When you think of the word 'oil' the first thought that usually comes to mind is a greasy substance. But in the case of essential oils, many people are surprised to learn that it simply isn’t the case. Believe it or not, essential oils aren’t actually 'oily' at all – but like oil, they do not mix with water and are oil soluble.
So, what are essential oils?
Essential oils are volatile liquids; the word volatile referring to their physical characteristic of evaporating quickly. Interestingly, the Oxford Dictionary also defines volatile as “changeable and fickle, lively and light-hearted and transient”, which is actually a great way to describe the 'personality' of essential oils. In fact, the word volatile describes essential oils so well it would be easier and less confusing if they were referred to as 'volatile oils' in the marketplace (as they are often are in the aromatherapy industry).
In simple terms, essential oils are the concentrated 'goodness' extracted from the plant that they come from. It is this part that often acts as a defence for the plant to keep insects away and provide free radical protection. In other words, because plants can't get up and run away from predators, they have to have other unique ways of defending themselves. For example, organic gardeners often plant basil between their tomato plants to keep insects away.
Where do essential oils come from?
Despite what many people think, essential oils don’t only come from flowers, but can be extracted from various parts of plants. For example, fennel comes from the seeds, lavender comes from the flowers, bergamot comes from the peel of the fruit, and as the name suggests, sandalwood comes from the wood. Depending on the source they come from, they can actually affect different layers of your skin (which I will explain in later articles).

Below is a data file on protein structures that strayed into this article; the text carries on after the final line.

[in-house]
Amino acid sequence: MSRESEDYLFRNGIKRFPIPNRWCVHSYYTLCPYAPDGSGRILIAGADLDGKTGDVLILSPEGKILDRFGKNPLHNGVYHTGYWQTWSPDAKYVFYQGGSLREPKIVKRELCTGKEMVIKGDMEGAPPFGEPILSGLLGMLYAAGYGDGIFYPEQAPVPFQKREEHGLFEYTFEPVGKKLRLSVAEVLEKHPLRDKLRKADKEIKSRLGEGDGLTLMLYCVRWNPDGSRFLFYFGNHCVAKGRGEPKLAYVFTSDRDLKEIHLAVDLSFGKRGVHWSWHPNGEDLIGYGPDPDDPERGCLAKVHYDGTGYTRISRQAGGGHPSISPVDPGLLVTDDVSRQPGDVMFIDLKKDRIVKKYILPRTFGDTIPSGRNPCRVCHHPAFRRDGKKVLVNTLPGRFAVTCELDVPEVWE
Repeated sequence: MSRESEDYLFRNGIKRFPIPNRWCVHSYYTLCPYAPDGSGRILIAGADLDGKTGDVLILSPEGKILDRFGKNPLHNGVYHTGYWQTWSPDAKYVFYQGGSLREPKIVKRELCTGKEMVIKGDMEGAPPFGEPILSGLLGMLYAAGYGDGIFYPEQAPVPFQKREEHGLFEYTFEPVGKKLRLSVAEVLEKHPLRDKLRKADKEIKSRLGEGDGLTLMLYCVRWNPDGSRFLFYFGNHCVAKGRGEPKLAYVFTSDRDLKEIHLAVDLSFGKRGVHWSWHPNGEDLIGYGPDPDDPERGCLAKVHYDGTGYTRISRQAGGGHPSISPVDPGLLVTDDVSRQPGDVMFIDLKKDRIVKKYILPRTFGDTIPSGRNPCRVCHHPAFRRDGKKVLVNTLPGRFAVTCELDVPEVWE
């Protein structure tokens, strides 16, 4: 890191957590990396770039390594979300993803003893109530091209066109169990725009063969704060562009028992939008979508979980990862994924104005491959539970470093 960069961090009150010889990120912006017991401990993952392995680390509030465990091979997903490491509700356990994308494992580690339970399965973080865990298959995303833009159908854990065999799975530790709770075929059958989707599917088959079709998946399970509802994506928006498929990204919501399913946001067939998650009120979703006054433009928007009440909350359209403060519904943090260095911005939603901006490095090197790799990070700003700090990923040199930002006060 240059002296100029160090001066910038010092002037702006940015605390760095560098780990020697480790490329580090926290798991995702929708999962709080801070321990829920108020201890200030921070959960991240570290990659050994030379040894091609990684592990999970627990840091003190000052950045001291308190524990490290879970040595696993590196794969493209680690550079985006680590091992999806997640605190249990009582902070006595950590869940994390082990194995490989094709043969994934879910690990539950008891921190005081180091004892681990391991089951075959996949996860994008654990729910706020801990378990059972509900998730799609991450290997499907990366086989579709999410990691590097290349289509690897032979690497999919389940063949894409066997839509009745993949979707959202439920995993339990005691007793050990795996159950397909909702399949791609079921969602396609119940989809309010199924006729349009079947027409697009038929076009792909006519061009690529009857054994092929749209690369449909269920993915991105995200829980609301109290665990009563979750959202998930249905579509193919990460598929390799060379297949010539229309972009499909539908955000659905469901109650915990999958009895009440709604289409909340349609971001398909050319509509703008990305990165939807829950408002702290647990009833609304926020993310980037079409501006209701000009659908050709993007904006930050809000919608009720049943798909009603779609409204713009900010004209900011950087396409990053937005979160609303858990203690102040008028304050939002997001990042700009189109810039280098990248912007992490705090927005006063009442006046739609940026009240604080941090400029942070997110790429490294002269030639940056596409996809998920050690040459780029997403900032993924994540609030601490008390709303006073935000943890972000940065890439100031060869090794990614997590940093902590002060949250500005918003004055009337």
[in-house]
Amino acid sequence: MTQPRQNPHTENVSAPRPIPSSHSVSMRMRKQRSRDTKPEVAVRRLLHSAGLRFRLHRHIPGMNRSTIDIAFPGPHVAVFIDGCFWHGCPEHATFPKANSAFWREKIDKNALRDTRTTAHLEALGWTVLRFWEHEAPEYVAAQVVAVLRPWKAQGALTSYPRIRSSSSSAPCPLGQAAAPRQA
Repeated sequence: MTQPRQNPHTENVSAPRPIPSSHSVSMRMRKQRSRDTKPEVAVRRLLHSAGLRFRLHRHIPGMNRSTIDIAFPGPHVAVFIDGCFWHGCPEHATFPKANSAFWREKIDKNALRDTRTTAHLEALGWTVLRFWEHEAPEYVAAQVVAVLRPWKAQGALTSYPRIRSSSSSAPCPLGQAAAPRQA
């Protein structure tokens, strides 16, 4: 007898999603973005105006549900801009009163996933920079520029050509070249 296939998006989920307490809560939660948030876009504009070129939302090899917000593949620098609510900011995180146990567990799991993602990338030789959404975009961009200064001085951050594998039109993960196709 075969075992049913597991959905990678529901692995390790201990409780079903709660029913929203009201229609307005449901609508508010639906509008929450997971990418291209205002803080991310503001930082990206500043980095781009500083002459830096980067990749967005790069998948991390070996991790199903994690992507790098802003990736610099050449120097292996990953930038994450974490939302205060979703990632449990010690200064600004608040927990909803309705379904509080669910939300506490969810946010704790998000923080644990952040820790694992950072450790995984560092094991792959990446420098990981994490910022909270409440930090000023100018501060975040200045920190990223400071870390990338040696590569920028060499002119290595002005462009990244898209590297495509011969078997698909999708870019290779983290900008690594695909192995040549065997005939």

Essential oils also come from the one botanical source, and the area where the plant is grown has an effect on the quality and benefits of the resulting oil. It probably comes as no surprise that the best sources for essential oils are plants grown in their country of origin, as the climate and soil conditions are the most optimal.
Are all oils essential oils?
In a word, NO. Despite often being confused with essential oils, the following are most definitely NOT:
Unfortunately, there is much commercial hype associated with the words “essential” and “aromatherapy”, and unscrupulous businesses will try to sell consumers cheaper options using clever alternative names.
So always make sure you do your research, because many oils simply ain’t essential oils.